The Spiritual Teachings of Ralph Waldo Emerson

The Spiritual Teachings of Ralph Waldo Emerson

By Richard G. Geldard
Great Barrington, MA: Lindisfarne, 2001. Paperback, x + 196 pages.

Susan Roberson examines Emerson's career and intellectual development as a Unitarian preacher between 1826 and 1832, including Emerson's concept, of self-reliance, his introduction of a new hero suited for a new age, and his merging of his identity with this ideal.

Wesley Mort and Robert Burkholder present fourteen new essays on Emerson, his philosophy, and his colleagues, connecting Transcendentalism to persistent currents in American thought. Among the contributors, Robert D. Richardson, Jr., describes Emerson as an editor; Ronald A. Bosco probes Emerson's teaching of the "Somewhat Spheral and Infinite" existing in every person; and Albert J. von Frank analyzes Emerson's construction of the" Intimate Sphere." This academic anthology enriches our understanding of Emerson and his closest colleagues.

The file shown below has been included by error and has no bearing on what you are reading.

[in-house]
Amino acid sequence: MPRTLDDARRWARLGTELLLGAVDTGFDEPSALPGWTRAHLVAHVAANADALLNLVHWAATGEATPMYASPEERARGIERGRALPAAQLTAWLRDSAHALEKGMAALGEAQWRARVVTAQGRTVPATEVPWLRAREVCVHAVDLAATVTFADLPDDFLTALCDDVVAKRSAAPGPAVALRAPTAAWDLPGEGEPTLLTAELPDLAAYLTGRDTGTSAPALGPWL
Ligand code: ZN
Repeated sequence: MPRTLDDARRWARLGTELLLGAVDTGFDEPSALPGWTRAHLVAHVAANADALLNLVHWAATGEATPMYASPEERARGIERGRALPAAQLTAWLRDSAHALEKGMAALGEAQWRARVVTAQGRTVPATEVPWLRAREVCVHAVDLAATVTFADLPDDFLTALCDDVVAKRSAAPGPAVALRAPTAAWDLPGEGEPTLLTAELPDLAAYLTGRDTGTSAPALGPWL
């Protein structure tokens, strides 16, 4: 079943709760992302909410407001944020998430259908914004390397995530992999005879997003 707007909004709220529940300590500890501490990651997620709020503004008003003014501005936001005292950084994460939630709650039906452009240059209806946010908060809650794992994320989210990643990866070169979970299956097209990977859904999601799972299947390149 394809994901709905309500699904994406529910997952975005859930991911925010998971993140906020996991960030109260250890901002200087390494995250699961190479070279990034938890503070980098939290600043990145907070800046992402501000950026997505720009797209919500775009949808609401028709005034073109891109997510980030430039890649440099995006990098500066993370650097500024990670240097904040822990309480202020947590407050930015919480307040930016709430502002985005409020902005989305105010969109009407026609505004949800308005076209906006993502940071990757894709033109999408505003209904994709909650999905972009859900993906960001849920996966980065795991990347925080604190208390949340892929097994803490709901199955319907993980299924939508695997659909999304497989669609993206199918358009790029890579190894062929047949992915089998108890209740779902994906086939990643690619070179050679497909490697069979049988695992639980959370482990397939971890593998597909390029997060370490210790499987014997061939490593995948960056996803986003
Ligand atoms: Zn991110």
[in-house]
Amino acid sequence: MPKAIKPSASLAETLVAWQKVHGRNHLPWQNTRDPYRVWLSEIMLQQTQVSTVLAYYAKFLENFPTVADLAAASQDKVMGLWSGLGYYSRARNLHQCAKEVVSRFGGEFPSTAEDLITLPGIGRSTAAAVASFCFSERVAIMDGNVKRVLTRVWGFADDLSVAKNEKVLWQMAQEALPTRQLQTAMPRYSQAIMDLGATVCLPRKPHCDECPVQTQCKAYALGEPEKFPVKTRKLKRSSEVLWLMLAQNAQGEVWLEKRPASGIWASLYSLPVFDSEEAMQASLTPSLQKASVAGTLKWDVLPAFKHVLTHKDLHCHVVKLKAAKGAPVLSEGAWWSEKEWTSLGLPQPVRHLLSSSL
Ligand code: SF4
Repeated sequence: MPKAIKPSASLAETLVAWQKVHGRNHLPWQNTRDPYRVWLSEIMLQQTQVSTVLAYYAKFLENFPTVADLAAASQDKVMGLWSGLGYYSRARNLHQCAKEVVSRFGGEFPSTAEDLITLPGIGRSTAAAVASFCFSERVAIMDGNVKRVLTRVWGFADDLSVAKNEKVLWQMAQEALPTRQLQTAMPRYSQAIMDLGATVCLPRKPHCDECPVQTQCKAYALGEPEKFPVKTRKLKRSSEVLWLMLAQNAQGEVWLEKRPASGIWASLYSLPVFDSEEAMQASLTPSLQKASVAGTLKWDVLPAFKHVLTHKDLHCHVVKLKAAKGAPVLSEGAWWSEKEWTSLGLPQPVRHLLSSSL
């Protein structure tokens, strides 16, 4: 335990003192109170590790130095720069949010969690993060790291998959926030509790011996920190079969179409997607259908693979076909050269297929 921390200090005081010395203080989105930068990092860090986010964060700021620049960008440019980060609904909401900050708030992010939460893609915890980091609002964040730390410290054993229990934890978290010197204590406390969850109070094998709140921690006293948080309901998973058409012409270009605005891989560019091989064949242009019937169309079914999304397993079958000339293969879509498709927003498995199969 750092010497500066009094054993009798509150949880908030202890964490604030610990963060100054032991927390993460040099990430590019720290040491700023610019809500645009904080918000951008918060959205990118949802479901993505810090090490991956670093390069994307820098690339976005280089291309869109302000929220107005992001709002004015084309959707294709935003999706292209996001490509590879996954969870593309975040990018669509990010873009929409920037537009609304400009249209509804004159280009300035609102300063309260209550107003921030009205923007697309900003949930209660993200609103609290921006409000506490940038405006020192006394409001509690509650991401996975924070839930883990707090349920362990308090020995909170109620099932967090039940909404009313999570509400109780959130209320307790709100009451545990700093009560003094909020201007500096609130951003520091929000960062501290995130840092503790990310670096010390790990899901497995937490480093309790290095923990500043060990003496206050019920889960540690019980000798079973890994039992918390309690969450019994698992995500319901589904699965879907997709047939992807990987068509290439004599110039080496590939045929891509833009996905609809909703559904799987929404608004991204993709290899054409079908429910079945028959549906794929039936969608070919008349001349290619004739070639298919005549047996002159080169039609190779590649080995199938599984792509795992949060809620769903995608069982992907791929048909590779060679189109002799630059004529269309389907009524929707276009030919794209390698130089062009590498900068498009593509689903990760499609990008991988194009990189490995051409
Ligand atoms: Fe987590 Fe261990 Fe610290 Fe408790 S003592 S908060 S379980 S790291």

Published in 1993 as The Esoteric Emerson, the new edition of Richard Geldard's book describes the Concord sage as a poet and essayist who inspired a spiritual literature and inaugurated an enduring philosophical movement outside Unitarianism. Geldard describes Emerson as a New England Socrates. Previous generations, Emerson emphasized, "beheld God and nature face to face." His contemporaries seemed content to comprehend spirituality through historic writing bequeathed from earlier generations. However Emerson observed that poetry and philosophy issue from "an original relation to the universe" rather than from history, tradition, or "religion of revelation."


March/April 2002